Romanticism again and again! In autumn 1979, Michael Ende’s novel The Neverending Story was published in the Federal Republic of Germany. Even to Ende’s contemporaries, Bastian’s journey to Fantastica and back seemed to be the beginning of a revitalization of romantic longings and ideas within popular culture. Almost at the same time, US-American cinema discovers the genre of fantasy film. The motif of Campbell’s hero’s journey, a world that needs healing and the interconnectedness of all things becomes a constitutive trait of these films’ poetics.
On the one hand, the corresponding novels and films emerged in answer to the uncertainty of a bipolar world – fear of the atomic bomb and nuclear fallout as ultima ratio of the Cold War – and the nascent awareness of environmental vulnerability. On the other hand, they, like their famous predecessors, have been accused of a penchant for escapism and ill-conceived inwardness.
A similar area of tension can be observed in the fantasic today. Once again, the potential of recent speculative fiction as well as its critique seem to be indicating a core collection of romantic notions. Like at the end of the 18th century, romanticism and the fantastic provide a corrective to the frigid, mercantile rationality of a world that no longer knows any secrets. In light of contemporary political, economic and ecological distortions, speculative fiction is looking for ways of rethinking the world – and man’s place in it. And once again, the fantastic is accused of turning its back on hard facts and necessities to take refuge in sentimentalized other-worlds.
Based on these findings, the conference will pursue two goals: First, it intends to take a critical look into the relationship of romantic ideas, poetics, and images to possible genealogies of the fantastic. What is to be gained by locating fantastic works in a romantic tradition? Does this dialogue facilitate a deeper understanding of the continued effect of romanticism or poetics of the fantastic? Second, the resilience of speculative fiction’s inherent capability for critique is to be scrutinized in reference to its romantic origins. Can the relation between fantastic worlds and everyday reality be conceptualized in a way that forgoes the dichotomy of critical realism and ahistorical escapism? Would it be possible to illustrate, using its stories, images, and audiovisual presentations, the untenability of accusations which label the fantastic as being politically reactionary and aesthetically conservative – or do the subversive moments in its poetics remain marginal?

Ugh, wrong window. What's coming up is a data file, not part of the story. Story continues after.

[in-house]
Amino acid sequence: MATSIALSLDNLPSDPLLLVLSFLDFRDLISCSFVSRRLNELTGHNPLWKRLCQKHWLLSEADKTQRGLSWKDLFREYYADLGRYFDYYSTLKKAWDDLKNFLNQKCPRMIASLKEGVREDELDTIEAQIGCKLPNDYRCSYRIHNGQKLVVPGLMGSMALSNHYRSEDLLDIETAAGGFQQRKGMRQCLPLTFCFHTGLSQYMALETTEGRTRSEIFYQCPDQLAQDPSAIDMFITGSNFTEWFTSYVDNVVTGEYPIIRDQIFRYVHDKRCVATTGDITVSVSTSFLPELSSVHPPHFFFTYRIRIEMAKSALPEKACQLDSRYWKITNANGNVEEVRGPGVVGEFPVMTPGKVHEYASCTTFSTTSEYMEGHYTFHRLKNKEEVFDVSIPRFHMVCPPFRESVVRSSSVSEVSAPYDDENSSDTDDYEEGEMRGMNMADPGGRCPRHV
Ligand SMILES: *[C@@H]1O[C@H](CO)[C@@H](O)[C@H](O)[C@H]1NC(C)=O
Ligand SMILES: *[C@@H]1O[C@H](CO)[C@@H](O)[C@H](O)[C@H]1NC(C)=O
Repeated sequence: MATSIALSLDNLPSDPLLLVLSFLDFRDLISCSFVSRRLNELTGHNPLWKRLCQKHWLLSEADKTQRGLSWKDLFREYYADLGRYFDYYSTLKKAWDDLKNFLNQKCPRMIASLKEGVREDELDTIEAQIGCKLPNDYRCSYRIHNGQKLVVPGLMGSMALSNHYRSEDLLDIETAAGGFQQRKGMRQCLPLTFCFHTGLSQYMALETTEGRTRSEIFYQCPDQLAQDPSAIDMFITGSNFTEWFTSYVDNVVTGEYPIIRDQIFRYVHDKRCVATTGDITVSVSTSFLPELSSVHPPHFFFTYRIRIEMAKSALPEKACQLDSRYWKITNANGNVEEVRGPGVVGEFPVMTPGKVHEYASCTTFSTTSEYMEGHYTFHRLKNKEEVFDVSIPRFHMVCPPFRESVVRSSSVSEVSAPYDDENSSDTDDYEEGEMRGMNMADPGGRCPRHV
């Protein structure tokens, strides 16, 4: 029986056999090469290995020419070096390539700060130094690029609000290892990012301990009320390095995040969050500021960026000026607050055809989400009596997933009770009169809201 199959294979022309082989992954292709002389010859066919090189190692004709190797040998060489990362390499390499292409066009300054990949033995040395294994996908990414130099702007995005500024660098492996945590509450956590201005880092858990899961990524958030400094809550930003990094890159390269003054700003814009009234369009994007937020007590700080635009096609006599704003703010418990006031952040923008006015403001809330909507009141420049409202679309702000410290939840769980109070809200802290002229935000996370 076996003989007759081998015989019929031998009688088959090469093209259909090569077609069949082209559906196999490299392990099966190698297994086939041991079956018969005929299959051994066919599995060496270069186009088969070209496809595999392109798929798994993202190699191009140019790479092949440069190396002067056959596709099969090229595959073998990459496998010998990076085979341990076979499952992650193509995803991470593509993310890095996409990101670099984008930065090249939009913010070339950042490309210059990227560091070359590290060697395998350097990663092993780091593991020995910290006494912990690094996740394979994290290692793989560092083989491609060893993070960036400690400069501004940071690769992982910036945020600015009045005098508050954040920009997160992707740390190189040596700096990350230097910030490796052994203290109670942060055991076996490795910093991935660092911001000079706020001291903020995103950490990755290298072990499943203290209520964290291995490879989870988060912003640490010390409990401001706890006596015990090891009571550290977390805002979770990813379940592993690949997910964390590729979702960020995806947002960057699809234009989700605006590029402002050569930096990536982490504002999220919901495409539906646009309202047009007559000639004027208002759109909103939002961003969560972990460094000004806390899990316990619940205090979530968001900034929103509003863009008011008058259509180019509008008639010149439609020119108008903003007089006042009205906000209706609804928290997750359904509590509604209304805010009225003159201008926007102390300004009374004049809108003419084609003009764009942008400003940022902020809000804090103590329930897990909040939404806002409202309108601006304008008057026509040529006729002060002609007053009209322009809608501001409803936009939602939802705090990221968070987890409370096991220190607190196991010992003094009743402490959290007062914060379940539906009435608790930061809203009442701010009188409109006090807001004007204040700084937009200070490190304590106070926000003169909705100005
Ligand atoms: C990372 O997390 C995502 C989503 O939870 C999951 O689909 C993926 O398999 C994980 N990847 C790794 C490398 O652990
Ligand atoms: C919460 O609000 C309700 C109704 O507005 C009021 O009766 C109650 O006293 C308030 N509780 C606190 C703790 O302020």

All contributions are welcome which examine the complex relationship between romanticism and specific implementations/ of the fantastic, its types and genres, protagonists, and media, on a theoretical, historical, and analytical level.
- Universal poetry and worldmaking (atmosphere, synesthesia, science and art as modes of knowing and experiencing)
- Media of the supernatural: romantic concepts of media and their influence on the mediality of the fantastic
- Romantic conceptions of history and the faculty of historic imagination as driving forces of the fantastic (recourse to the Middle Ages)
- Fairy tales, myths, and legends as genres and modalities of fantastic narratives
- Traditions of gothic fiction in modern fantasy
- Updating gothic topoi in contemporary horror cinema (for instance ghosts, living dolls and possessed clerics in the Conjuring-franchise, or witches and religious mania in folk forror)
- The beautiful and the sublime, the gruesome and the grotesque as models for poetics of affect in horror and fantasy
- Romantic imagery and its influence on visual forms of the fantastic (art, comic, film, series, computer game etc.)
- Forms, practices and theories of the fantastic in the era of romanticism (ghost and witch lore, demonology, phantasmagoria etc.)
- Soundscapes which establish a quasi-natural stance beyond the human (as in Dark Ambient or Drone Metal)
- Poetics of fantasy as modes of magical thinking
- Romantic poetics and the becoming-fantastic of the ordinary
- Forms of romantic love in fantasy
- Fantasy as a form of political romanticism
As usual at GFF conferences, there will be an open track for all lectures which are not directly related to the topic of the conference. Hence, we are open to further proposals.
The GFF offers two scholarships of 250 euros each to students to help cover their travel expenses to the conference. Please indicate if you would like to be considered when submitting your abstract.
Deadline for abstracts and short biographies (max. 2000 characters): January 1st – March 15th, 2019.
Submission of constituted panels (3-4 speakers) is encouraged.
Submission form: https://www.conftool.org/gff2019/
For additional inquiries, mail to: email@example.com